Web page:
What is a sidactor, what does it do, and does this circuit need it?

This circuit is used to connect a BASIC STAMP to the telephone line. I know what almost every part does, and where to find almost all the parts, exception the "Sidactor". Could anyone tell me what it does, if the circuit really needs it, and where i can find one or how I can substitute.

UPDATE: Thanks, all who answered.

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Its a clever little device that can very, very quickly clamp excessive voltages present on the phone line, perhaps from nearby lightning strikes or whatever.

Connecting uncertified equipment to the phone line is illegal in most countries, and is often detected by the exchange's line monitoring equipment. ]


If you want to experiment with telephone-connected devices, there are interface boxes specifically made for the purpose -- presumably containing the SIDACtor and possibly other safety features. Buying and using one of those provides you, and the folks maintaining the phone lines, with both physical and legal protection. HIGHLY recommended.
jasen4 years ago
You've got a transformer in the middle of the circuit there and then you have a switch that interrupts the current through the transformer.

A transformer is a type of inductor and when the switch interrupts the current you'll get inductive kick this will produce a voltage spike that could be thousands of volts.
The Zeners on the left of the transformer will eat most of the energy in this spike, but the leakage inductance of the right side of the transformer will still retain some energy, this could damage the insulation in the transformer, and the switch contacts.

If possible I'd be looking to redesign that circuit and use an optocoupler instead of a transformer
kevinhannan6 years ago
here is what you want:


for those too busy to click a link, it says a sidactor is this:

DO-214AA SIDACtor solid state protection devices protect telecommunications equipment
such as modems, line cards, fax machines, and other CPE.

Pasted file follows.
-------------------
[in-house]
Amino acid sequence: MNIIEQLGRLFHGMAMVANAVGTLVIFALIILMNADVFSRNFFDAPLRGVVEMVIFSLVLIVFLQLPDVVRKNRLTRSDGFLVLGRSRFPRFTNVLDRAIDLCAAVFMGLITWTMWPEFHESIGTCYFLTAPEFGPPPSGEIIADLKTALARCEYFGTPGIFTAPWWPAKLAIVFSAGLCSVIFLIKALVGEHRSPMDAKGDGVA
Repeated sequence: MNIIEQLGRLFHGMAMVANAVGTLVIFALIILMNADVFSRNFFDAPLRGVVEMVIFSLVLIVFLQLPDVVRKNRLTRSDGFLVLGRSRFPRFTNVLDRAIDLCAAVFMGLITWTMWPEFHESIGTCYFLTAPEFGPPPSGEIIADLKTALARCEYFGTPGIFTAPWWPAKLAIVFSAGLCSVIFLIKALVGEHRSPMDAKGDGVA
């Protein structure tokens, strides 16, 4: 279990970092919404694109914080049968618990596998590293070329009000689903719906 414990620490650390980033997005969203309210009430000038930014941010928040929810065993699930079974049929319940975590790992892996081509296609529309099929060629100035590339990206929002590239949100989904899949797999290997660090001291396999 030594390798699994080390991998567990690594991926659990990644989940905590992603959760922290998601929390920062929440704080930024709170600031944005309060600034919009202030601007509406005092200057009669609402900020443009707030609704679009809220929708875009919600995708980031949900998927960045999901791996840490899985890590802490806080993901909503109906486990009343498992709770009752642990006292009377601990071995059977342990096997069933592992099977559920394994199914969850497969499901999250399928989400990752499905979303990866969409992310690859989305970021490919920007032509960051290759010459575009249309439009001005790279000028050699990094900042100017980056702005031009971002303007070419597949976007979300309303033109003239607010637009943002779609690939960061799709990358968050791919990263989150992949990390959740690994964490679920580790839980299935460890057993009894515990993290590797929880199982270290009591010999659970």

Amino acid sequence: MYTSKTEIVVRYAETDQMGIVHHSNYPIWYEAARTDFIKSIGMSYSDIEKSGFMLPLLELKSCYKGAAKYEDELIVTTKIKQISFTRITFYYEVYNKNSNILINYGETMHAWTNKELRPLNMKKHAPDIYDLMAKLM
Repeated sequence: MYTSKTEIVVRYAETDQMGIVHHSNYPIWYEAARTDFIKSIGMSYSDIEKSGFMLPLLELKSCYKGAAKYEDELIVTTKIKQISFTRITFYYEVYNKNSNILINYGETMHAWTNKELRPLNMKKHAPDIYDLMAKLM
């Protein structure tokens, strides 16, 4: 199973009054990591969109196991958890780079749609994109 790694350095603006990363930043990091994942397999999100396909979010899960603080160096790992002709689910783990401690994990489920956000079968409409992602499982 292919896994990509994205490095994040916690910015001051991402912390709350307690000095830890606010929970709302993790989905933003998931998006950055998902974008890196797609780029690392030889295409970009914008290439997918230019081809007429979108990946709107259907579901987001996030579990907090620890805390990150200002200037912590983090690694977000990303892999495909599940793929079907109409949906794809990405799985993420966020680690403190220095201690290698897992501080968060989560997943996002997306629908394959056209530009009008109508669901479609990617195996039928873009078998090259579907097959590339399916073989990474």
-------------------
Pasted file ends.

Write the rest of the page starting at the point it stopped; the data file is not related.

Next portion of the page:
SIDACtor devices are used to enable equipment to meet various regulatory requirements
including GR 1089, ITU K.20, K.21 and K.45, IEC 60950, UL 60950, and TIA-968-A
(formerly known as FCC Part 68).

you can google for other explanatations.

So the short answer is, you might get away with not using one, but the risk is yours as it provides (regulatory) protection.

good luck!
What happens if equipment gets hit by lightning with these devices? Can you check them with an ohmmeter to see if they are good?

Super_Nerd (author)  kevinhannan6 years ago
Two followup questions. Do you know where to buy them?


Will the circuit operate differently with a higher voltage SIDACtor than 270v, I'm assuming no.

I think sidactor is another name for SIDAC, a type of transient voltage suppression device, kind of like a DIAC.

Sidactor(r) is also a brand name of Littlefuse(r). I think this data sheet includes the one you want:

The device itself is a kind of transient voltage suppression device. Such devices have a very high impedance under normal circumstances, but temporarily go into a low impedance break down mode whenever a voltage greater than whatever the rating for that device is.  These things are intended for absorbing high voltage spikes, and the low impedance, conducting, mode only lasts long enough to absorb the energy in the spike.  When current stops flowing, the device returns to its original high impedeance, non-conducting, state.

There are other devices that do the same, or a similar, thing.  e.g. MOV's, gas tubes, etc.